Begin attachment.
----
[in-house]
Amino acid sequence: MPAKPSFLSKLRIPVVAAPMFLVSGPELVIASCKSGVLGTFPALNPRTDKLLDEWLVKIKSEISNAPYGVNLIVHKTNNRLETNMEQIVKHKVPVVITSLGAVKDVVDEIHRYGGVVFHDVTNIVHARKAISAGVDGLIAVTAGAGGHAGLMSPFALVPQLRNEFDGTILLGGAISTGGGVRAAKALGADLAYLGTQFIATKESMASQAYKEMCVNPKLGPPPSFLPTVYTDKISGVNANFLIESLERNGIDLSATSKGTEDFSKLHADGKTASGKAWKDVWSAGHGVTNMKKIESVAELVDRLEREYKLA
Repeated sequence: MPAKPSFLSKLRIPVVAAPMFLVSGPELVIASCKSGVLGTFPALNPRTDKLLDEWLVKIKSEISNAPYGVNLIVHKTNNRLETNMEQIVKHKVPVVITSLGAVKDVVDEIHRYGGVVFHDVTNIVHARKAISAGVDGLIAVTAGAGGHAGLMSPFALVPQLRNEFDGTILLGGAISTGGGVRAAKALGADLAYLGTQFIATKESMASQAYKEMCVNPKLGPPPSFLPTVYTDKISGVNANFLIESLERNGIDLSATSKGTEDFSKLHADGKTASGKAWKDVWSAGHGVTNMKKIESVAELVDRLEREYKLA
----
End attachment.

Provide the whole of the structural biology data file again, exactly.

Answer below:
[in-house]
Amino acid sequence: MPAKPSFLSKLRIPVVAAPMFLVSGPELVIASCKSGVLGTFPALNPRTDKLLDEWLVKIKSEISNAPYGVNLIVHKTNNRLETNMEQIVKHKVPVVITSLGAVKDVVDEIHRYGGVVFHDVTNIVHARKAISAGVDGLIAVTAGAGGHAGLMSPFALVPQLRNEFDGTILLGGAISTGGGVRAAKALGADLAYLGTQFIATKESMASQAYKEMCVNPKLGPPPSFLPTVYTDKISGVNANFLIESLERNGIDLSATSKGTEDFSKLHADGKTASGKAWKDVWSAGHGVTNMKKIESVAELVDRLEREYKLA
Repeated sequence: MPAKPSFLSKLRIPVVAAPMFLVSGPELVIASCKSGVLGTFPALNPRTDKLLDEWLVKIKSEISNAPYGVNLIVHKTNNRLETNMEQIVKHKVPVVITSLGAVKDVVDEIHRYGGVVFHDVTNIVHARKAISAGVDGLIAVTAGAGGHAGLMSPFALVPQLRNEFDGTILLGGAISTGGGVRAAKALGADLAYLGTQFIATKESMASQAYKEMCVNPKLGPPPSFLPTVYTDKISGVNANFLIESLERNGIDLSATSKGTEDFSKLHADGKTASGKAWKDVWSAGHGVTNMKKIESVAELVDRLEREYKLA